Local residents are invited to join Rensselaer students, faculty, staff, and alumni and alumnae for the Institute’s annual holiday concert on Sunday, Dec. 18, in the Curtis R. Priem Experimental Media and Performing Arts Center (EMPAC) Concert Hall. The program begins at 3 p.m.
The Holiday Concert brings together a collection of music by composers searching for meaning while probing the existential depths.
“I think many people feel that 2016 has been an exceptionally challenging year, existentially speaking,” said Nicholas DeMaison, senior lecturer of music in the Department of the Arts. “As our capacities for communication continue to increase in speed and scope, we find ourselves more often in contact with and immediately touched by events that may at one time have been beyond our survey, or may have only reached us long after their occurrence.
“I hope this concert, at the end of the semester and end of the year, offers a chance to slow down, to escape the perpetual inundation of information, to be present with all of our uncertainties and our anxieties, as Ives, Shostakovich, and Tchaikovsky were as they wrote this music,” DeMaison said. “I hope that being present together for a few minutes, basking in the remarkable talents of our students, offers an opportunity for the mind and the heart to find solace and refreshment in a way they do not in our daily struggles.”
DeMaison is a composer and conductor who has led dozens of premieres of new operatic, instrumental, choral, and multimedia works, described as “consistently invigorating” (New York Times), “spine-tingling” (Feast of Music), and “enchanted” (Seen and Heard International).
The Rensselaer Orchestra is an ensemble of undergraduate and graduate students. Established in 2013 by the Department of the Arts, the orchestra performs classics of the orchestral literature and regularly premieres new and experimental works. The group makes its performing home in EMPAC. The orchestra will perform Charles Ives’ “The Unanswered Question,” a programmatic work described by Ives as one of his “Two Contemplations” from 1908, exploring “the perennial question of existence.”
Following that piece, Mary Simoni, dean of the School of Humanities, Arts, and Social Sciences (HASS), along with two Rensselaer Orchestra members, will perform two movements of Shostakovich’s Piano Trio no. 2, in E minor, op. 67. The orchestra members are Russell Jones, a senior majoring in mechanical engineering and electrical engineering, and J.V. Parin, a junior majoring in computer and systems engineering. Composed during the war-ravaged summer of 1944, the trio performance selection shifts between moods of somberness, simple folkishness, urgency, satirical stridency, and at times anger, all in a search for musical redemption.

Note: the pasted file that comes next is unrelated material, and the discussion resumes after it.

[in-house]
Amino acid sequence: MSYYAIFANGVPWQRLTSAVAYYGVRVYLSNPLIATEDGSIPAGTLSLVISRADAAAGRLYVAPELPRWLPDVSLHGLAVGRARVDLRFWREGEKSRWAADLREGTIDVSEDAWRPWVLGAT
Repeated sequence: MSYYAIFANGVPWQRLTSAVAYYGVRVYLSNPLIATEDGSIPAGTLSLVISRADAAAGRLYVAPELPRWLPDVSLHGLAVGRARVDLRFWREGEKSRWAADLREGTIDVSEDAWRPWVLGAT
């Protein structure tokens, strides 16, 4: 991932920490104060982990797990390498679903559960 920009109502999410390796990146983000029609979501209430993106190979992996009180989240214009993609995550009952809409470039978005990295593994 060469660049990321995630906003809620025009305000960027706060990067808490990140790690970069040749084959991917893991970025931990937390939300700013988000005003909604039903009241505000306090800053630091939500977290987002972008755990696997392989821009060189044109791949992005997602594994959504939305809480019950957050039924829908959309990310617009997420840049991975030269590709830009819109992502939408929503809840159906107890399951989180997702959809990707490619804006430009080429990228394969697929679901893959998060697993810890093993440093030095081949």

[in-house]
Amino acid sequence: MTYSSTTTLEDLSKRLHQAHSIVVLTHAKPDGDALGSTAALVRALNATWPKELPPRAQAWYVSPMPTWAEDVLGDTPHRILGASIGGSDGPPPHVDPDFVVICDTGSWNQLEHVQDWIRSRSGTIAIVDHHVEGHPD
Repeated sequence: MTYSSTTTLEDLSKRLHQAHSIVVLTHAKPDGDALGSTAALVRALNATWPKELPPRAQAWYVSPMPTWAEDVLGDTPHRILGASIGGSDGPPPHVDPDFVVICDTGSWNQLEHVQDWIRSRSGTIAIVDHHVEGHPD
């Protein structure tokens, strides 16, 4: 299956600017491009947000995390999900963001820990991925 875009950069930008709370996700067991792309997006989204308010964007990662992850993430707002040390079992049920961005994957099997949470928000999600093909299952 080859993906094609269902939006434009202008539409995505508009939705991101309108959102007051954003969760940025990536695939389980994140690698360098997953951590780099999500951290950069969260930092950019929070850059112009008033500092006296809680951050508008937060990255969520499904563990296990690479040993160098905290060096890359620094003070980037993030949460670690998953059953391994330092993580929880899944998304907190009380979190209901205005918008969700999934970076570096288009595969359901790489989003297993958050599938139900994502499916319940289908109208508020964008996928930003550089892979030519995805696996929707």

The program will finish with Tchaikovsky’s enormous Symphony no. 4, in F Minor, op. 36, which was written at a critical juncture during Tchaikovsky’s mid-30s. The composer described the opening theme of the symphony as a representation of fate, and the rest of the piece as a search for one’s place in its grand scheme.
“This year’s repertoire, brought to life through the musicianship of our students under the direction of Professor DeMaison, proclaims the noble resilience of the human spirit throughout time,” Simoni said. Members of the Rensselaer Orchestra will be joined onstage by members of the Grammy-winning Albany Symphony Orchestra.
The 90-minute concert is free and open to the public. The full program is as follows:
Ives: The Unanswered Question
Shostakovich: Piano Trio no. 2 in E minor, op. 67
Tchaikovsky: Symphony no. 4 in F minor, op. 36
Tickets are not required and seating will be on a first-come, first-served basis. Attendees are asked to register online.
When DeMaison was hired in 2013, he brought the Rensselaer Orchestra and the Concert Choir forward to be offered as classes, added in a Chamber Ensemble course that could accommodate various iterations of smaller groups, and began developing and conducting a concert series each semester.
“Having an orchestra and a choir and a chamber program that are functioning at a high level is really important for letting people know that we take all of this seriously,” said DeMaison.
The ensembles are only the beginning, however, of how Rensselaer students can participate in the creative and collaborative possibilities of music making. The learning experience of contributing one part to a musical whole is one of the cognitive benefits of playing music, particularly for students who will find themselves in what Simoni calls a “transdisciplinary” field such as biomedical engineering.